Episode 140 - Treibball and The Truth about Wolves and Dogs

Released Sat January 26, 2013
Length: 0:51:59
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Treibball

Treibball a sport, it's a game of speed, it's a timed game. In it dogs push around balls and the balls are large exercise balls. I get a lot of questions about won't the dogs pop the balls? - we teach them not to.

 - Sandi Pensinger

Sandi Pensinger - "Treibball a sport, it's a game of speed, it's a timed game. In it dogs push around balls and the balls are large exercise balls. I get a lot of questions about won't the dogs pop the balls? - we teach them not to."

 

Treibball is a new and fast growing dog sport. In this interview Sandi Pensinger of Living With Dogs, explains what the sport entails, what training your dog needs to start Treibball and how to avoid training pitfalls. Treibball is a timed game in which dogs push large balls back to their handler, and the great news is that virtually any dog can have a go at this activity. Sandi offers a wide variety of classes, and is passionate about finding solutions to owners' problems and keeping dogs in their homes and out of rescue. Sandi has created lots of resources for those wishing to learn more about Treibball - check out her videos Beginning Treibball, and Intermediate Treibball. Sandi has also written The Treibball Handbook and if you want to find out more about the sport in your area join the Yahoo Treibball group.

The Truth about Wolves and Dogs

Having worked with the wolves, and observing them day in, day out and also having access to some of the world's best wolf biologists, and the latest research they were doing, I came to understand these alpha theories didn't sit true with me.

 - Toni Shelbourne

The cover shot of The Truth about Wolves and Dogs, photo by Oliver Matla www.lupinity.com

The cover shot of The Truth about Wolves and Dogs, photo by Oliver Matla www.lupinity.com
Click on photo for larger image.

Toni with a friends dog, Rosie. Photo taken by Anne Carter, Labrador Lifeline Trust.

Toni with a friends dog, Rosie. Photo taken by Anne Carter, Labrador Lifeline Trust.
Click on photo for larger image.

Toni's book contains stunning photography. Photo - Oliver Matla www.lupinity.com

Toni's book contains stunning photography. Photo - Oliver Matla www.lupinity.com
Click on photo for larger image.

Toni Shelbourne's new book The Truth about Wolves and Dogs questions a lot of the things we thought we knew about wolves - and Toni uses her insights into what really goes on in the wolf world to inform how she recommends we train and interact with our dogs. She found the alpha theories did not sit right with what she was seeing and learning about wolves, and her experiences have led her to write a fascinating book which busts the myths that surround wolves- and dog training. You can find out more about The Truth about Wolves and Dogs via the Facebook page and there is more information and the chance to view a sample PDF on publisher Hubble and Hattie's site. The photography included in the book is stunning and helps Toni to illustrate and explain body language and signals in both wolves and dogs. The Truth about Wolves and Dogs is available via Amazon and you can keep in touch with Toni on her Twitter feed - @Bracken1969 and you can also visit her blog.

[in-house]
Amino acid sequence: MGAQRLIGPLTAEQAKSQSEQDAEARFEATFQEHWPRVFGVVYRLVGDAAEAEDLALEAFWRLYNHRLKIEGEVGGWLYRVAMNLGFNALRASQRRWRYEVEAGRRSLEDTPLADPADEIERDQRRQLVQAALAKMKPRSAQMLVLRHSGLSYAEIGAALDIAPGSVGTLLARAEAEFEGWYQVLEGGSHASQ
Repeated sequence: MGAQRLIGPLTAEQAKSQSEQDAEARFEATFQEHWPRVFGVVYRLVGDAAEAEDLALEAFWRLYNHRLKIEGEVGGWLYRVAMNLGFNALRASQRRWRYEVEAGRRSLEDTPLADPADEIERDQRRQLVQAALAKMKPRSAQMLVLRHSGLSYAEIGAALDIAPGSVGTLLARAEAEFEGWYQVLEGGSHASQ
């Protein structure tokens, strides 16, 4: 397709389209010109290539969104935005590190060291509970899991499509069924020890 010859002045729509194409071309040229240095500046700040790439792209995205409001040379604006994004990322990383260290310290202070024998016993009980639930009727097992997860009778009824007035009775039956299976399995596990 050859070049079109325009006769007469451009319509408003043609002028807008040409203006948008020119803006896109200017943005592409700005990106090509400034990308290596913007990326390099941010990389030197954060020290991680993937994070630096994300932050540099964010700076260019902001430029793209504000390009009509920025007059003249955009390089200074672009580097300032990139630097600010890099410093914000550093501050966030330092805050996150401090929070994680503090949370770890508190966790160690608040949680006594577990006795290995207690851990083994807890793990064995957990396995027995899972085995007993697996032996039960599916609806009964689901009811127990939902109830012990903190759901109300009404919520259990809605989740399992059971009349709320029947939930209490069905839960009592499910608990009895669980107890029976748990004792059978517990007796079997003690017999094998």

News

In the DogCast Radio News Kate and Nick bring you the news that the dog playing token may be taken out of the Monopoly game unless you vote for it to stay. One token will be removed and one added in and until the 4th February 2013 you can vote via the Save Your Token facebook app - so if you always choose to be the dog, get voting! And if you fancy trying your hand at finding Momo - the dog who hides in scenes and behind props while his owner takes a photo - you can see if you can spot him at the Find Momo tumblr account, and you can view more pics at Momo's instagram page and you can get in touch with them on Twitter.

Before listening to the segment on "The Truth about Wolves and Dogs" I had my prejudices but I found it to be very reasonable. My training methods change constantly according to the individual and what's effective. A common denominator, though, is to remember this is a living creature that you love. My biggest challenge right now is a defensive dog who was injured physically, and mentally, before he was rescued. It is very important, for his long-term safety and for the safety of those around him, for him to submit to our direction. But disciplining him in a ways that make him feel unloved are often counterproductive. Ignoring him for bad behavior, for example, didn't work. Attacking him physically would certainly be dangerous. But commanding him to lay down, a short time-out in another room, and hugging him until he's calm again and demonstrates he wants our affection are all effective. As I've found by accidentally training our cats, put down a foundation of love, tempt with food or treats, and dogs and cats are willing to please. One thing I do is what I call "paying the kitty tax". Every time you pass your cat or dog, acknowledge them. It's helpful in relations with people as well.